Call for action after cygnet injured by fishing hook on Hampstead Heath pond
- Credit: Archant
Nature lovers have called for intervention to restrict anglers fishing on Hampstead Heath ponds after another cygnet was injured by a discarded fishing line.
The cygnet had to undergo surgery after the fishing hook and line became wedged in its oesophagus.
An adult female swan also got tangled up in the fishing line.
This picture of the cygnet recovering from the operation was taken by Ron Vester. He said: “On Saturday Heath rangers quickly responded to a cygnet on Hampstead No.1 pond who had a fishing line and hook in its oesophagus.”
He said the swan was taken to Shepperton Swan Sanctuary where the surgery was performed.
You may also want to watch:
“My photo shows the little guy in recovery ward so all looks promising,” said Mr Vester, known for keeping an eye out for the swans which live on the Hampstead Heath ponds.
Sian Whitehead, of Sandstone Place, Highgate, said: “Fishing tackle-related injuries are the biggest single cause of swan rescues – estimated at 3,000 a year.
- 1 Curious Crouch End: From Mrs Hitler to the 'The Hornsey Revolution'
- 2 Baked to perfection: Dunns rakes in prizes at World Bread Awards
- 3 Swimmers find exotic python lurking outside lido
- 4 Christmas trees and lights set for Hampstead return
- 5 'Decades of cycling infrastructure progress in just a year'
- 6 North London police officer suspended and charged with theft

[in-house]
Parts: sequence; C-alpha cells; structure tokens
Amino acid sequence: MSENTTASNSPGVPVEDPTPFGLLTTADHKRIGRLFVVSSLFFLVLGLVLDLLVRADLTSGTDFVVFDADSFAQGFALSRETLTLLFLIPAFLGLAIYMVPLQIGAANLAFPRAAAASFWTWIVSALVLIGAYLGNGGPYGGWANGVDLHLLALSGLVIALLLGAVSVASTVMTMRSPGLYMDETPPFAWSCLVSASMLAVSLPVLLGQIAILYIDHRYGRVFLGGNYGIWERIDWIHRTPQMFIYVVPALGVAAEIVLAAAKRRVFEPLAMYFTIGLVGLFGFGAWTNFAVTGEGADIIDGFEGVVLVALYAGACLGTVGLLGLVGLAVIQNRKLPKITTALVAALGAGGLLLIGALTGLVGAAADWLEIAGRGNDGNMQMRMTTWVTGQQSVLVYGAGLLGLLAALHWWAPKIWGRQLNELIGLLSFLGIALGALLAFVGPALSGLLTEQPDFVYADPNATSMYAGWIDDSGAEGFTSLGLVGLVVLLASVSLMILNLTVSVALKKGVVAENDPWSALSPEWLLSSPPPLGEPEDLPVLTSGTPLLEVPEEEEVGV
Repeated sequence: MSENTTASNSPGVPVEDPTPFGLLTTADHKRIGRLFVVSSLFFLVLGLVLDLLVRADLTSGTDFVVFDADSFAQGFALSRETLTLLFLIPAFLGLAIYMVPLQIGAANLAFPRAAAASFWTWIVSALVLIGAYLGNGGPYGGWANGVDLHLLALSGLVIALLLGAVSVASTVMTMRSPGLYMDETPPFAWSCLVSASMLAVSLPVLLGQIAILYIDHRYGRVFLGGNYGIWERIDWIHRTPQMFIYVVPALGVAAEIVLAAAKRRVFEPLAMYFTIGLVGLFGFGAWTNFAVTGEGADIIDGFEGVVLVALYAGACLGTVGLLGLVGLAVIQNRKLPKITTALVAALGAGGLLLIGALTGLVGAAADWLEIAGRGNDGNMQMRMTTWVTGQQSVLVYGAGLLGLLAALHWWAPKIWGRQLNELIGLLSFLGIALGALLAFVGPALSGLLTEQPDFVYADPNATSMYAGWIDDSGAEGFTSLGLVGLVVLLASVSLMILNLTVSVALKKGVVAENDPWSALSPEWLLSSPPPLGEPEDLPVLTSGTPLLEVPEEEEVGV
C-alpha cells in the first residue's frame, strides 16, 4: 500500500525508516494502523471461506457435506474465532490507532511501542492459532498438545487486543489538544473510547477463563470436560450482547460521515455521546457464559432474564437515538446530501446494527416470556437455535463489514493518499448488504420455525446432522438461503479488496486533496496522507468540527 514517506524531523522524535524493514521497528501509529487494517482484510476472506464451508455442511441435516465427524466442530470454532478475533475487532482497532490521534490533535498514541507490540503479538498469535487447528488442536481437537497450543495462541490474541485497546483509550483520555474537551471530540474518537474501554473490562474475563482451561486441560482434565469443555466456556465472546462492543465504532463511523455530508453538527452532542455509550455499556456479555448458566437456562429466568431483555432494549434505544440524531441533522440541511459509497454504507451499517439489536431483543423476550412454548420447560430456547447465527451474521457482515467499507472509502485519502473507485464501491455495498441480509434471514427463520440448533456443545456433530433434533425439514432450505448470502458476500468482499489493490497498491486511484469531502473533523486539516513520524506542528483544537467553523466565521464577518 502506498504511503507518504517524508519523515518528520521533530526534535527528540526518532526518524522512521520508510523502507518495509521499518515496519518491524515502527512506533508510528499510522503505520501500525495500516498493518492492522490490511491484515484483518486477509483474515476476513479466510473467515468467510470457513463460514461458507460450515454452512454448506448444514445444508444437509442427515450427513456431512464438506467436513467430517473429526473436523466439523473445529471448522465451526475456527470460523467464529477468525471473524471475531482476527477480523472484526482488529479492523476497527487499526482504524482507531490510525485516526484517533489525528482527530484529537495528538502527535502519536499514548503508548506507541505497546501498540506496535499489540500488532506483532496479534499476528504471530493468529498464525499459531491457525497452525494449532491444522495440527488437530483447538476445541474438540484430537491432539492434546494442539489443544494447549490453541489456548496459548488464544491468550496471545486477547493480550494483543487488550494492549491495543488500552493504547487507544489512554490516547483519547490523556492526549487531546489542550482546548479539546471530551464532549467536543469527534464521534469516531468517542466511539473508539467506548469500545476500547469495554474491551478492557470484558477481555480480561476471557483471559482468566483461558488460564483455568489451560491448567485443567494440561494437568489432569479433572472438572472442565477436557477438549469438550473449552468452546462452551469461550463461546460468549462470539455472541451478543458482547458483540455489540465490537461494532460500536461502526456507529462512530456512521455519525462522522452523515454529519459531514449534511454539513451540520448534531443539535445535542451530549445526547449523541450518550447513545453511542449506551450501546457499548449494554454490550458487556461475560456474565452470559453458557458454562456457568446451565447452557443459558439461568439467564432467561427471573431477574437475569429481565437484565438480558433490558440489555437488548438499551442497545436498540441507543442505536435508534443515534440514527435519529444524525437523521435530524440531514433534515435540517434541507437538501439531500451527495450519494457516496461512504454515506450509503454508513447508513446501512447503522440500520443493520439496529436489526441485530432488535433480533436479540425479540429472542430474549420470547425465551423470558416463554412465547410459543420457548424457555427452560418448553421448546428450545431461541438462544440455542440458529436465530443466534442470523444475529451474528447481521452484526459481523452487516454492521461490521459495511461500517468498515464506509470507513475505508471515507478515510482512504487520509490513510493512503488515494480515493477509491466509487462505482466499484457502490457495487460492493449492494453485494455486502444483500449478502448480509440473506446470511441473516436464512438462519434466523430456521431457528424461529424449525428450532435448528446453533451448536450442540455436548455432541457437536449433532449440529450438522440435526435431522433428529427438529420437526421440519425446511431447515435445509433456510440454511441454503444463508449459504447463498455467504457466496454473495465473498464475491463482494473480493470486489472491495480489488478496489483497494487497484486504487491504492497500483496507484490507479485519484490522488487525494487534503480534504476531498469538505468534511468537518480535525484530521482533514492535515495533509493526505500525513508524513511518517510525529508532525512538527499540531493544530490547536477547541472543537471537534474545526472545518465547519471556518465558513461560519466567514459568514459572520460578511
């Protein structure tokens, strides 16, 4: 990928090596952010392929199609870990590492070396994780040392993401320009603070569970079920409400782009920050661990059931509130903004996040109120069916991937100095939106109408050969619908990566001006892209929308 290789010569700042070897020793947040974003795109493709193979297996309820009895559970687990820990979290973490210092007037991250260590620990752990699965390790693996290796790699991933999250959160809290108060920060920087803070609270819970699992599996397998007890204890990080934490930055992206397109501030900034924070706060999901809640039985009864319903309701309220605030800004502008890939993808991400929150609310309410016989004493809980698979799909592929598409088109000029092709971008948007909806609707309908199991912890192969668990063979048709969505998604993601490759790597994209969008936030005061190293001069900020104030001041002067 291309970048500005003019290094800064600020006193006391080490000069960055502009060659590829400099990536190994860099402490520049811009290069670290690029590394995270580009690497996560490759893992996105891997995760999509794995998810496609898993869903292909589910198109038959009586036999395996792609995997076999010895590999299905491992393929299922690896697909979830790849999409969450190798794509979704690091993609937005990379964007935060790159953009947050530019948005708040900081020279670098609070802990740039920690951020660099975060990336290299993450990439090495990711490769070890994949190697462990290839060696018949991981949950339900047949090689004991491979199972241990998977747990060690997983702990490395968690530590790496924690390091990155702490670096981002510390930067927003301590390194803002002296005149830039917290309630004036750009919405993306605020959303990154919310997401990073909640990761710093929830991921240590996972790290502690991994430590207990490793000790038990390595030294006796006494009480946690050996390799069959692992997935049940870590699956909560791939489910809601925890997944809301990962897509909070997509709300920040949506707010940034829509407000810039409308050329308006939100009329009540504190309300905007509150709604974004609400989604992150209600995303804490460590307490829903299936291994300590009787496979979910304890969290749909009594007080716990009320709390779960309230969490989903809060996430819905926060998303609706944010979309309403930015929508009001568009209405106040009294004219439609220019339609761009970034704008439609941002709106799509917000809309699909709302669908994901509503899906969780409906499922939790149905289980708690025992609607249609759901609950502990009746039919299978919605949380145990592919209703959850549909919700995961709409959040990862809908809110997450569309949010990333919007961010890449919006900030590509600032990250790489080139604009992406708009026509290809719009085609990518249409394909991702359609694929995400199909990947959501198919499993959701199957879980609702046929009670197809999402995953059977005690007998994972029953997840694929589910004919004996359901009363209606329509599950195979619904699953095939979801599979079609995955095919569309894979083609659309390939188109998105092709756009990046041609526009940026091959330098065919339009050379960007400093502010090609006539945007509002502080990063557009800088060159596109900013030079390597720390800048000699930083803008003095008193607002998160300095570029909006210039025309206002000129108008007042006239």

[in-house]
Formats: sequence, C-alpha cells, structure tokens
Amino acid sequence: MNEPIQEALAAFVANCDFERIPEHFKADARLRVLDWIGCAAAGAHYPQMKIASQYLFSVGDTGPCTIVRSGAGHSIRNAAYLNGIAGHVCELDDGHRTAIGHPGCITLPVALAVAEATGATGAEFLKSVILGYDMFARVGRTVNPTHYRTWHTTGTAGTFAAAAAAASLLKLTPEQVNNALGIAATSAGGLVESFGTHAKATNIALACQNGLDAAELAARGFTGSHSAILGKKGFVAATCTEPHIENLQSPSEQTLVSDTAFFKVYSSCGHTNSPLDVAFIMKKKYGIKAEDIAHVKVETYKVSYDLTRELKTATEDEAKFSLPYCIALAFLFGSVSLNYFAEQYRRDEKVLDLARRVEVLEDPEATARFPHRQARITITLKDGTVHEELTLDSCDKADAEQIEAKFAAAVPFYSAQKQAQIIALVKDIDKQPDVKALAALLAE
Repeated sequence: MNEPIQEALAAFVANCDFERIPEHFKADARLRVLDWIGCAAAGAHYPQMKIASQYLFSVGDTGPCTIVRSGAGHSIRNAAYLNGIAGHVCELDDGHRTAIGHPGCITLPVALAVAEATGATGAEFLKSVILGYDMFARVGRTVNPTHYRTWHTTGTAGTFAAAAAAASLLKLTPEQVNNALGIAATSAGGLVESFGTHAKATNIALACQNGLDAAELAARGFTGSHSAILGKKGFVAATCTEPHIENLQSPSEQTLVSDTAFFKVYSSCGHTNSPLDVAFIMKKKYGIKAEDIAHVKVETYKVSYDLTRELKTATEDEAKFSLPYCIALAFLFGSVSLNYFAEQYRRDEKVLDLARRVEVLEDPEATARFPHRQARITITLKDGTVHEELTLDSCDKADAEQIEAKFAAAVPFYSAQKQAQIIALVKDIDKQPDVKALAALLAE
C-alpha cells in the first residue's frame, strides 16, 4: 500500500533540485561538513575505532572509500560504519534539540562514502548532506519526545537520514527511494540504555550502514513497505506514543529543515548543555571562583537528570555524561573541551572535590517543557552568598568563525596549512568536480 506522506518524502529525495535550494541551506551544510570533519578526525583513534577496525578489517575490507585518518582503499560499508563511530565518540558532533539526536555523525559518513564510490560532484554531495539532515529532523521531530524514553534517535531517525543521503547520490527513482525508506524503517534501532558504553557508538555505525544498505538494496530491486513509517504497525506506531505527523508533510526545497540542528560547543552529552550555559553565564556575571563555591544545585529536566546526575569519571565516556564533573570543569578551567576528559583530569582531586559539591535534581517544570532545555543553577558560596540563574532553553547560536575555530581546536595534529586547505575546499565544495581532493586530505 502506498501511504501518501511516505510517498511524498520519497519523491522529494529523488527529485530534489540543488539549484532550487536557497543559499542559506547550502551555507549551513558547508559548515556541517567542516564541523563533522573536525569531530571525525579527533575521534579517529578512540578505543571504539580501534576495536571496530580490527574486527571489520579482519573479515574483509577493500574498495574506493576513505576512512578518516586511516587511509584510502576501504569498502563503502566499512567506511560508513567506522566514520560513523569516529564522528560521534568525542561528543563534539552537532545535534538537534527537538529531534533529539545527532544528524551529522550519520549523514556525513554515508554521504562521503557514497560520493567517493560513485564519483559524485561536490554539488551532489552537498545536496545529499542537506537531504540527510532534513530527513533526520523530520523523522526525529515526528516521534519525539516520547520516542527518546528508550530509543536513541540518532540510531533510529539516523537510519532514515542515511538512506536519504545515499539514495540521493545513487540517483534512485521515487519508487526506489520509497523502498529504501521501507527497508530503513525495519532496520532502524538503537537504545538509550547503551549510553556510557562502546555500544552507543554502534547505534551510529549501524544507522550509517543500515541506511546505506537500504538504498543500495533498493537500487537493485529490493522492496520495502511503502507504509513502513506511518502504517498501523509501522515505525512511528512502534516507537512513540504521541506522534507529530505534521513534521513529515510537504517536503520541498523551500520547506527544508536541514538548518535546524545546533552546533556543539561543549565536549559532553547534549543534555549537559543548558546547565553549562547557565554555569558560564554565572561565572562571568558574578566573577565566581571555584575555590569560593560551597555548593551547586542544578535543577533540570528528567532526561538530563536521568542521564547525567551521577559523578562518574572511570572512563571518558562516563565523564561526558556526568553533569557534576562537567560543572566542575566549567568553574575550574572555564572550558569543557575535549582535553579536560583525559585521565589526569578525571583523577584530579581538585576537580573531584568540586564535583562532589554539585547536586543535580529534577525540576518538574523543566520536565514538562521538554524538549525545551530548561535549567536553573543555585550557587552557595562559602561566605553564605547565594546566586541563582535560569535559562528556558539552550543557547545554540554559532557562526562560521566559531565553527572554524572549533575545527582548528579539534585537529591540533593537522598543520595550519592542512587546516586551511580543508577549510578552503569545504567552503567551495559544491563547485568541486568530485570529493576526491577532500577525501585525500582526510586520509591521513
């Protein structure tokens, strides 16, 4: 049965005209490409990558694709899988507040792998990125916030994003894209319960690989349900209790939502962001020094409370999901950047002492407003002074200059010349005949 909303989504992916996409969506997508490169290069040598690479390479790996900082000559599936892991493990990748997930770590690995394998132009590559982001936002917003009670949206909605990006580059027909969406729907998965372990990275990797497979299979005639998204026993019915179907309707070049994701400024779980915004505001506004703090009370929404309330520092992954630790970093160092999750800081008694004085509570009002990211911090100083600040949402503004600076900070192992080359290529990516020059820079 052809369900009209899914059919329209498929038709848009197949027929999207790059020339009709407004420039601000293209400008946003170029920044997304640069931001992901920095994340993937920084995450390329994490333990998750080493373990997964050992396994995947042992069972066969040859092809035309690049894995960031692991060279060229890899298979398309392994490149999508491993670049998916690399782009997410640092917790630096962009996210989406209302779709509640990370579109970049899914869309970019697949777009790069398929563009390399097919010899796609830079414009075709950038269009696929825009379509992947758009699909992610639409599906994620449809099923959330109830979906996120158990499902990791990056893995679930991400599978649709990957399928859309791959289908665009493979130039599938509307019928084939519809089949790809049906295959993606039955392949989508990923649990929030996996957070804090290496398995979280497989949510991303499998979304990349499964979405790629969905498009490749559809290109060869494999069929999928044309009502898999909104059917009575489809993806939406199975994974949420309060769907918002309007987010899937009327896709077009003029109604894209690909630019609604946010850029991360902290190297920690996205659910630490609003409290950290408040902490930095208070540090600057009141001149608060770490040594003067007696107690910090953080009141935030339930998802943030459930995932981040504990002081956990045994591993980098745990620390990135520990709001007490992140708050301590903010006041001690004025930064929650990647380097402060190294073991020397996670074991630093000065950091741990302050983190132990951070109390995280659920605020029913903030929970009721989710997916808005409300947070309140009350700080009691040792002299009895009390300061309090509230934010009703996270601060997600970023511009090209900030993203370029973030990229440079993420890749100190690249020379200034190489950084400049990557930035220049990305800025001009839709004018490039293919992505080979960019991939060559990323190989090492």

- 7 'Unacceptable': Fury over Crouch End roadworks diverting W5 bus
- 8 Best friends: Meet the man and his cat exploring London on a bike
- 9 Squares Pizzeria: Authentic Italian meets effortless elegance
- 10 Hundreds gather on Primrose Hill to mourn Nicole Hurley
And according to the RSPCA the number of swans admitted to their wildlife centres as a result of angling equipment has more than tripled.
Back in July when this happened previously to another cygnet on the Heath the opinion seemed to be: ‘there is nothing that can be done to stop this as long as anglers have a licence’.
“I would suggest that having a licence to fish is not the same as having a licence to harm other wildlife. As long as they are allowed to fish in the ponds where the swans and young cygnets swim, which they are, and for as long as there is an acceptance that there is nothing more to do to prevent these type of injuries happening, then it will keep recurring.
“This apathy towards the situation is also now part of the problem.
She concluded: “I would hope those in charge will try and implement something different to turn this situation around.
Doing nothing changes nothing.”